Thirdly they talk about productive friction and how to turn it into innovation. For example, handling exceptions can be costly and inefficient and often people are brought together once, solve the problem and then all record is lost. They suggest the use of social software to capture this ad-hoc behavior and learn from it. As they say "Exceptions are a rich seedbed for business innovation. They force employees to address unexpected challenges and opportunities and to push their practices into new directions" and ultimately they change processes. While this may seem unrelated to decision automation, think about what the people who are needed for this exception handling are doing in your company. Well they are probably grinding through large numbers of repeatable decisions. If you automated those decisions you could free up this expertise to handle exceptions, look for broad patterns, help third parties work with you better and so on. Decision Automation may not create "productive friction" but it can free up the resources you need to generate it. They also note that "In particular, effective resolution of these exceptions requires a rich understanding of the context of the exception by all the stakeholders" and one of the attractions of decision automation is that when there is an exception the decision service can explain exactly why there is one - which rules fired or did not fire, which models return which results etc. This kind of context can help greatly in developing a resolution. Lastly, of course, decision automation gives you another way to learn from the exceptions as you process them - you can go and add more rules to the decision. Indeed in a recent post John Hagel discusses Automation vs. amplification and argues that "Too many companies have concentrated their IT investment on initiatives to automate processes – removing people wherever possible – rather than exploring how IT might be better used to amplify the talent of the people left." While decision automation can remove people from a process it can also "amplify" the value of your staff, for instance by allowing underwriters to focus on agency management and geographic trends not rubber stamping policies.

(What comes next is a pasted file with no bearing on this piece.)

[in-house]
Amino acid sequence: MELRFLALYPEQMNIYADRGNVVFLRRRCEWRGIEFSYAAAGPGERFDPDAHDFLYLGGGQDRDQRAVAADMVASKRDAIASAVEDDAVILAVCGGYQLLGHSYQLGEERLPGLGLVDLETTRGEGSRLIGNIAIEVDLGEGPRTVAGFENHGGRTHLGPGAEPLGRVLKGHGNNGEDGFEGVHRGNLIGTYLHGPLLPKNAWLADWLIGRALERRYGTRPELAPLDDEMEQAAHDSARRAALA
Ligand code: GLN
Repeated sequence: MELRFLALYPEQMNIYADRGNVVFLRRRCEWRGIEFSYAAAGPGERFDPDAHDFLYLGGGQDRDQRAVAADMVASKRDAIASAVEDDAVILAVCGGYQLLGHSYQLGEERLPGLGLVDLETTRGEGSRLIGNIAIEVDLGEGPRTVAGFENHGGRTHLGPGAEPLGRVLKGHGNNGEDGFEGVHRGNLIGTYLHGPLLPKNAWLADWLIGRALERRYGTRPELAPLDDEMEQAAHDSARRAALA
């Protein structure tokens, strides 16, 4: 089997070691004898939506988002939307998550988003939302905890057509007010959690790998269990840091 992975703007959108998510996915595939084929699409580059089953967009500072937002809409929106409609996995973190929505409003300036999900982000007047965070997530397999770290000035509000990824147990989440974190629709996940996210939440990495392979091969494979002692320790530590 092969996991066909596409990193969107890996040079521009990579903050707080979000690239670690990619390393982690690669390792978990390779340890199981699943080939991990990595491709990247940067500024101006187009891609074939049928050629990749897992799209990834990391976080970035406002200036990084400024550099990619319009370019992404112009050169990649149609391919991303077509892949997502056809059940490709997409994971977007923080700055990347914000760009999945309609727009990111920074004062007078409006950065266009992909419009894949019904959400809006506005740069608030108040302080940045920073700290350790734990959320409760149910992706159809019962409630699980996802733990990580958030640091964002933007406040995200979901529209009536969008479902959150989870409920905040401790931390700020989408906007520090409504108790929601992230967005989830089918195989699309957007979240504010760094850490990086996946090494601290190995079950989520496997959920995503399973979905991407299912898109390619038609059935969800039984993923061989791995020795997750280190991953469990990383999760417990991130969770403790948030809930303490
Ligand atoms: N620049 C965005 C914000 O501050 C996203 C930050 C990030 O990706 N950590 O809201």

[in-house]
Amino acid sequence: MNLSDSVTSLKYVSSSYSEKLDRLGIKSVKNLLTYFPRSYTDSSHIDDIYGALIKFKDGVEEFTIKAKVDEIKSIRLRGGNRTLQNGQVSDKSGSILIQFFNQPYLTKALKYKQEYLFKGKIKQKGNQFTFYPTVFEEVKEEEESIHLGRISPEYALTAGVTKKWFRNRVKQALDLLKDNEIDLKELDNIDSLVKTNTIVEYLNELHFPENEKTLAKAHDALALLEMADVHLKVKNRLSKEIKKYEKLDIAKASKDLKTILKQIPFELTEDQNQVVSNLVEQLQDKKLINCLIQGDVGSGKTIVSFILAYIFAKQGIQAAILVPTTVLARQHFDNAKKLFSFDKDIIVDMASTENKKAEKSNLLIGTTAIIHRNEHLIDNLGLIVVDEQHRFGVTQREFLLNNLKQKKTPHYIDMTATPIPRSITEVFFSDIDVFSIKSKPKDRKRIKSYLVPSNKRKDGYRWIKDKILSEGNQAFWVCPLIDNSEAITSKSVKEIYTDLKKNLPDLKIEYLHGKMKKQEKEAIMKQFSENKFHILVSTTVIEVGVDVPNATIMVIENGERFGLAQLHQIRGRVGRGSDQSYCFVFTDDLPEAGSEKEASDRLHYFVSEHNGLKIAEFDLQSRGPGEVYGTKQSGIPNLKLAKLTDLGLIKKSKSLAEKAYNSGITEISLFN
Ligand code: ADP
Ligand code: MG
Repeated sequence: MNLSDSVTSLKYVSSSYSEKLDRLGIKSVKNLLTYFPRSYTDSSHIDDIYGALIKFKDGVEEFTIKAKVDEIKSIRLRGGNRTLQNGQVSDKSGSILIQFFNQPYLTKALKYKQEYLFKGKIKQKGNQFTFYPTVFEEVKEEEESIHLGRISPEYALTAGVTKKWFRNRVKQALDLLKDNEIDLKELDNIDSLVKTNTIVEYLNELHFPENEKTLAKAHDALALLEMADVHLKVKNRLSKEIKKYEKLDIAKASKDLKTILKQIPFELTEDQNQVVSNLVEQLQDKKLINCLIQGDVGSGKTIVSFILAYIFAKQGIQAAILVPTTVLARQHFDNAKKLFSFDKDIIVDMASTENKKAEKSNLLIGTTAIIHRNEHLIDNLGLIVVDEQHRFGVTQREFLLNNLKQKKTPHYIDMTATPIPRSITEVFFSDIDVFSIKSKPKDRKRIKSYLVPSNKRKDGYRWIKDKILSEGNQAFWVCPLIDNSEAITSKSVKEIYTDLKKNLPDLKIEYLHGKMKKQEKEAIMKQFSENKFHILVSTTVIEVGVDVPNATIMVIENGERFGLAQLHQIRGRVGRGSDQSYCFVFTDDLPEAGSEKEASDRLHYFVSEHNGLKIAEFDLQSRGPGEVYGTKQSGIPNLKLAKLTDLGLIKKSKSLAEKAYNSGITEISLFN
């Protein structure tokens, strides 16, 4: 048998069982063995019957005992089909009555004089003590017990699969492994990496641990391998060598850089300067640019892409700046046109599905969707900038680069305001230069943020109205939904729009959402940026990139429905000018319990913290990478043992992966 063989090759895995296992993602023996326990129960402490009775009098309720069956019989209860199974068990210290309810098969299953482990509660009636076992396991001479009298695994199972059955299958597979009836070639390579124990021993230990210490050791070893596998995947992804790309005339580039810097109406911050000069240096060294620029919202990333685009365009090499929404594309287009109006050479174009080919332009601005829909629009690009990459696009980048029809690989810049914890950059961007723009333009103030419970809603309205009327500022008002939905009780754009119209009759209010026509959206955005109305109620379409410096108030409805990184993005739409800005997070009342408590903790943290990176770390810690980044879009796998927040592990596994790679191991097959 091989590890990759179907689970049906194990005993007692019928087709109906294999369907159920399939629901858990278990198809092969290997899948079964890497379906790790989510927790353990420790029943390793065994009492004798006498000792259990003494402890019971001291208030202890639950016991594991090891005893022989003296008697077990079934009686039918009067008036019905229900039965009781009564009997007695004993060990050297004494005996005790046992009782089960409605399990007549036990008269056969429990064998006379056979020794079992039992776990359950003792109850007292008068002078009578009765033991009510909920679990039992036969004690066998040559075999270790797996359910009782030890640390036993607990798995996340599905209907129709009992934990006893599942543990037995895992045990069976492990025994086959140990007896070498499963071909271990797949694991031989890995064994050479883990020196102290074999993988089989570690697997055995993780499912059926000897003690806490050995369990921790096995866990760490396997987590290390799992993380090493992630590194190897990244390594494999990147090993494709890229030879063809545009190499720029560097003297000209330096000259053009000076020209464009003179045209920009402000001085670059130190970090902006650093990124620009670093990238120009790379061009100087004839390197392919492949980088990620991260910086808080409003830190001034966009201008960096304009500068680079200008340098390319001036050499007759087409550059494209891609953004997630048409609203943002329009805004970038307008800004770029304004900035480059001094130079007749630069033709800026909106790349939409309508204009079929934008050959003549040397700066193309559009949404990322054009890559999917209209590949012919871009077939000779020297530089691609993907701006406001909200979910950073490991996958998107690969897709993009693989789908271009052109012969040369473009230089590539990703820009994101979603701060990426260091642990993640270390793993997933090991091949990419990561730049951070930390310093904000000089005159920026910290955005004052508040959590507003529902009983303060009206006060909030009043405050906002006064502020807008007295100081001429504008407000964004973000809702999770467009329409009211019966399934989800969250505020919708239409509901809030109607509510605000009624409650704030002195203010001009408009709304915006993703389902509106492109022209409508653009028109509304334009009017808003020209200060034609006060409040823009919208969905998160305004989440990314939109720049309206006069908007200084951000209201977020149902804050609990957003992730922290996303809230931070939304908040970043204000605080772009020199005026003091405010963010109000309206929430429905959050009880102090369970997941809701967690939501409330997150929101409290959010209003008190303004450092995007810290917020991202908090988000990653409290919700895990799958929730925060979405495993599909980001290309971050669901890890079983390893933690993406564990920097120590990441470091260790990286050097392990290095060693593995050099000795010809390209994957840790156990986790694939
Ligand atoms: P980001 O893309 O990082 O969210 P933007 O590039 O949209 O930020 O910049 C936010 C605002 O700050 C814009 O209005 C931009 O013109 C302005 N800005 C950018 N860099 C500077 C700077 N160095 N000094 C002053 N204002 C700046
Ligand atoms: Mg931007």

Two final notes:
- I think that companies doing the kind of diagnostics they suggest could consider the use of decision yield to see how they are doing in improving all aspects of their critical decisions
- The authors talks a lot about building shared understanding for people but it is also true for systems. Decision management technology and an Enterprise Decision Management approach can make it possible to build "shared understanding" for all your information systems and for information systems outside the enterprise.
The book does a good job of showing how some companies are competing in ways that would be unimaginable just a few years ago and the authors lay out a compelling case that companies who do not respond to these new threats and opportunities are taking an enormous risk. Whether or not you believe the change will be as widespread as the book implies, the changes are real and will impact your business to at least some degree and this makes the book worth reading. You can buy it here.